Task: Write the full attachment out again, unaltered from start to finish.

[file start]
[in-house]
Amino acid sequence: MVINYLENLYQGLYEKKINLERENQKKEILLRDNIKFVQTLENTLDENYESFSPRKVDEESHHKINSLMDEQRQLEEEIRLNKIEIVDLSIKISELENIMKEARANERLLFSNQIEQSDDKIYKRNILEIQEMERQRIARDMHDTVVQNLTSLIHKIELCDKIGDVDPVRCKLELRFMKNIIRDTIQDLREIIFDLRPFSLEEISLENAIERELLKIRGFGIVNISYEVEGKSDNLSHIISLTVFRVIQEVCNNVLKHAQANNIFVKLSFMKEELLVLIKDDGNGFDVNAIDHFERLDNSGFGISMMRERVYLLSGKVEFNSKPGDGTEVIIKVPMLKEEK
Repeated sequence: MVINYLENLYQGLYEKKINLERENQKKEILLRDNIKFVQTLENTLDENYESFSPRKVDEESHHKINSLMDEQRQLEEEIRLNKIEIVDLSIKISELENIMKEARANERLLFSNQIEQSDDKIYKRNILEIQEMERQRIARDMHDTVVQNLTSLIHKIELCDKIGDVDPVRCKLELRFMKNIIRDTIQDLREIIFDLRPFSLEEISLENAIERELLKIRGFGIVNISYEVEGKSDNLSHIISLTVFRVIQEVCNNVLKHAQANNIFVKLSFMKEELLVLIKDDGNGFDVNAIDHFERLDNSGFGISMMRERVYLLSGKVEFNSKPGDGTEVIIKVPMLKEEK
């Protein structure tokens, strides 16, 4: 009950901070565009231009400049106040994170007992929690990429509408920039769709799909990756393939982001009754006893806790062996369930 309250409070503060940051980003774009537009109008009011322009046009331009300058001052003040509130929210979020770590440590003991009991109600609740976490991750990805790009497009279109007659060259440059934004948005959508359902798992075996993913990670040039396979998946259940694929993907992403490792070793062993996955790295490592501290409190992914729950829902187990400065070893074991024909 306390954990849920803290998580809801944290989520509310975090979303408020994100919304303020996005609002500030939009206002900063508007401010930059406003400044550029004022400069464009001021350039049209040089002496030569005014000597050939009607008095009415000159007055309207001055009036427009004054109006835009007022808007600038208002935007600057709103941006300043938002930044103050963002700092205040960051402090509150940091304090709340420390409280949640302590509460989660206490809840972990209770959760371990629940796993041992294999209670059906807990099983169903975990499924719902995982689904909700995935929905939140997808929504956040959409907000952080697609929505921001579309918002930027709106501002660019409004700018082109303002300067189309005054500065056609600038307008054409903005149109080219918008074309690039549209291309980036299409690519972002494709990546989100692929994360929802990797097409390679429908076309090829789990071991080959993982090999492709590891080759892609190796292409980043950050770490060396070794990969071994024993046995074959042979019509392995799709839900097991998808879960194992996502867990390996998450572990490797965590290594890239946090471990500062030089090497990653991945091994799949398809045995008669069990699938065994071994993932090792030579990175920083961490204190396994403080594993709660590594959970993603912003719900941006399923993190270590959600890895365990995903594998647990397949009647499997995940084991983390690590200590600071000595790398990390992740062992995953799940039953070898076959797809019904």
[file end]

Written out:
[in-house]
Amino acid sequence: MVINYLENLYQGLYEKKINLERENQKKEILLRDNIKFVQTLENTLDENYESFSPRKVDEESHHKINSLMDEQRQLEEEIRLNKIEIVDLSIKISELENIMKEARANERLLFSNQIEQSDDKIYKRNILEIQEMERQRIARDMHDTVVQNLTSLIHKIELCDKIGDVDPVRCKLELRFMKNIIRDTIQDLREIIFDLRPFSLEEISLENAIERELLKIRGFGIVNISYEVEGKSDNLSHIISLTVFRVIQEVCNNVLKHAQANNIFVKLSFMKEELLVLIKDDGNGFDVNAIDHFERLDNSGFGISMMRERVYLLSGKVEFNSKPGDGTEVIIKVPMLKEEK
Repeated sequence: MVINYLENLYQGLYEKKINLERENQKKEILLRDNIKFVQTLENTLDENYESFSPRKVDEESHHKINSLMDEQRQLEEEIRLNKIEIVDLSIKISELENIMKEARANERLLFSNQIEQSDDKIYKRNILEIQEMERQRIARDMHDTVVQNLTSLIHKIELCDKIGDVDPVRCKLELRFMKNIIRDTIQDLREIIFDLRPFSLEEISLENAIERELLKIRGFGIVNISYEVEGKSDNLSHIISLTVFRVIQEVCNNVLKHAQANNIFVKLSFMKEELLVLIKDDGNGFDVNAIDHFERLDNSGFGISMMRERVYLLSGKVEFNSKPGDGTEVIIKVPMLKEEK
């Protein structure tokens, strides 16, 4: 009950901070565009231009400049106040994170007992929690990429509408920039769709799909990756393939982001009754006893806790062996369930 309250409070503060940051980003774009537009109008009011322009046009331009300058001052003040509130929210979020770590440590003991009991109600609740976490991750990805790009497009279109007659060259440059934004948005959508359902798992075996993913990670040039396979998946259940694929993907992403490792070793062993996955790295490592501290409190992914729950829902187990400065070893074991024909 306390954990849920803290998580809801944290989520509310975090979303408020994100919304303020996005609002500030939009206002900063508007401010930059406003400044550029004022400069464009001021350039049209040089002496030569005014000597050939009607008095009415000159007055309207001055009036427009004054109006835009007022808007600038208002935007600057709103941006300043938002930044103050963002700092205040960051402090509150940091304090709340420390409280949640302590509460989660206490809840972990209770959760371990629940796993041992294999209670059906807990099983169903975990499924719902995982689904909700995935929905939140997808929504956040959409907000952080697609929505921001579309918002930027709106501002660019409004700018082109303002300067189309005054500065056609600038307008054409903005149109080219918008074309690039549209291309980036299409690519972002494709990546989100692929994360929802990797097409390679429908076309090829789990071991080959993982090999492709590891080759892609190796292409980043950050770490060396070794990969071994024993046995074959042979019509392995799709839900097991998808879960194992996502867990390996998450572990490797965590290594890239946090471990500062030089090497990653991945091994799949398809045995008669069990699938065994071994993932090792030579990175920083961490204190396994403080594993709660590594959970993603912003719900941006399923993190270590959600890895365990995903594998647990397949009647499997995940084991983390690590200590600071000595790398990390992740062992995953799940039953070898076959797809019904």